He took issue with critics, who advance the notion, "Because less water is drawn [from underground wells] the user has less water available in his home.
"The opposite is true, it's part of the efficiency that we're looking for in Aguascalientes."
The price increase brought the biggest objections from Aguascalientes residents. They pay 97 pesos for 10 cubic meters of water and 6 pesos for each additional cubic meter. (Rural customers receive 30 cubic meters of water for the same price). The rate climbs every few months to keep pace with inflation. In comparison, the average Mexican household pays 5 pesos per cubic meter – a price that includes sewage and drainage.
Some residents initially balked at the increase; previously they paid a low fixed rate, allowing them almost unlimited water. The rate hike also coincided with Mexico's 1994 peso devaluation, a period of extreme financial hardship. CAASA's involvement in Aguascalientes' waterworks became a political issue in 1995, with The National Action Party (PAN) promising to nix the deal and lower water bills.
"Logically, the public began to resent the price increase," said Otto Granados Roldan, the PRI governor Aguascalientes from 1992-1998.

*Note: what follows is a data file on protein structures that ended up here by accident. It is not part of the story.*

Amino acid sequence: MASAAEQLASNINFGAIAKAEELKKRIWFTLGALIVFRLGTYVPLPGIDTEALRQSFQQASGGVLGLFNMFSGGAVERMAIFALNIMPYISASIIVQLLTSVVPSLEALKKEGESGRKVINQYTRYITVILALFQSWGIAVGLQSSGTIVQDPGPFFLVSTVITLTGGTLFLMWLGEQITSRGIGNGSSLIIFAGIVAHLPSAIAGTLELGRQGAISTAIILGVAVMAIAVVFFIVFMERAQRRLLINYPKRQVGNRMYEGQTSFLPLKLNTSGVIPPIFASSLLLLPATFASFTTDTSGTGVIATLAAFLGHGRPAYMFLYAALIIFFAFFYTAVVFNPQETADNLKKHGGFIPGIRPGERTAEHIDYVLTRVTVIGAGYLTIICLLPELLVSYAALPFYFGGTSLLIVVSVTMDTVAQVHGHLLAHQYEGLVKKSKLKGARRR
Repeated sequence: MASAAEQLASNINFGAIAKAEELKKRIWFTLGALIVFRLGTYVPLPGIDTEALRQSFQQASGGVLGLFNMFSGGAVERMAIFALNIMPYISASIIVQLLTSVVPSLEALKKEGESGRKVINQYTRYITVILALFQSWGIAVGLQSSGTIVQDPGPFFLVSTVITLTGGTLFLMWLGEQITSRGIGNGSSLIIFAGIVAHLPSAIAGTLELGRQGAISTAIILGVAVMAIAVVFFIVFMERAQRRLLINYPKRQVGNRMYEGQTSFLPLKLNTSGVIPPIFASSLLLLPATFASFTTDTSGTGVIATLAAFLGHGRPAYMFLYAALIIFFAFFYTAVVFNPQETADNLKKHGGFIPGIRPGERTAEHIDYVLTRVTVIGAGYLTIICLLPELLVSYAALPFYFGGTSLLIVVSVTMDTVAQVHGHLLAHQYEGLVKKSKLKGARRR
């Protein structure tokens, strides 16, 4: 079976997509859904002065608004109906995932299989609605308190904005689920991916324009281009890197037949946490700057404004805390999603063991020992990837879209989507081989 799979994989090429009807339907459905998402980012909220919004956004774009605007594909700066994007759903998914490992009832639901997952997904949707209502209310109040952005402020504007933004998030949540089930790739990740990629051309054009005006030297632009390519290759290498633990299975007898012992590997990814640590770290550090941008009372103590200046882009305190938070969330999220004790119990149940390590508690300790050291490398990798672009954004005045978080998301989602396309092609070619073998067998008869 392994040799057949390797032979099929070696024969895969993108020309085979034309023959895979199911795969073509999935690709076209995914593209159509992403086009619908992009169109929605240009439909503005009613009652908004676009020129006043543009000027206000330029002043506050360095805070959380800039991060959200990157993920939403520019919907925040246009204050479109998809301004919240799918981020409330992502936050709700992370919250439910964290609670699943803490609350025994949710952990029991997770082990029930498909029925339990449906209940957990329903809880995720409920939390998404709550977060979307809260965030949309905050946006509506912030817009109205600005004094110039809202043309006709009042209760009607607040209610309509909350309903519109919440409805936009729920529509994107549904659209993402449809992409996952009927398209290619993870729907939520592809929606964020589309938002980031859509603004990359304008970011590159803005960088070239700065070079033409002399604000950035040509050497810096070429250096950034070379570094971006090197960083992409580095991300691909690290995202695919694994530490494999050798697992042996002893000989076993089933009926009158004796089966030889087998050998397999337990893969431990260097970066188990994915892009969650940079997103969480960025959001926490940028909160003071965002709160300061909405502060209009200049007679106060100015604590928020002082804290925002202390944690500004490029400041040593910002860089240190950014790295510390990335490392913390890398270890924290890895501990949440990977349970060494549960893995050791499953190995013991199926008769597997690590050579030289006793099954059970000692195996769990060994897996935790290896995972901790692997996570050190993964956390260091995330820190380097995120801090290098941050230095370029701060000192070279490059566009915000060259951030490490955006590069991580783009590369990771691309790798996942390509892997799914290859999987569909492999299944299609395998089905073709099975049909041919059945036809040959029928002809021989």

According to Granados, the PAN, which won the municipal election in 1995, attempted to carry out its campaign promises, but ran into legal difficulties. Ultimately the PAN administration accepted the deal and later extended the concession.
For CAASA, changing attitudes towards water delivery proved as difficult as fixing infrastructure and implementing a price increase.
"In the beginning, we were speaking of a paternalistic culture, which said the government will cover everything," Lili said.
Improving efficiency required updating the padron (customer list). Prior to 1993, 10 percent of the water was simply stolen. It also required a change in the state law, allowing CAASA to suspend service to customers with overdue water bills. (SIAPA, Guadalajara's waterworks, is forbidden from cutting service to residential customers; only 60 percent of its accounts are up to date). Nowadays, only four percent of CAASA's water is stolen and more than 90 percent of its bills get paid.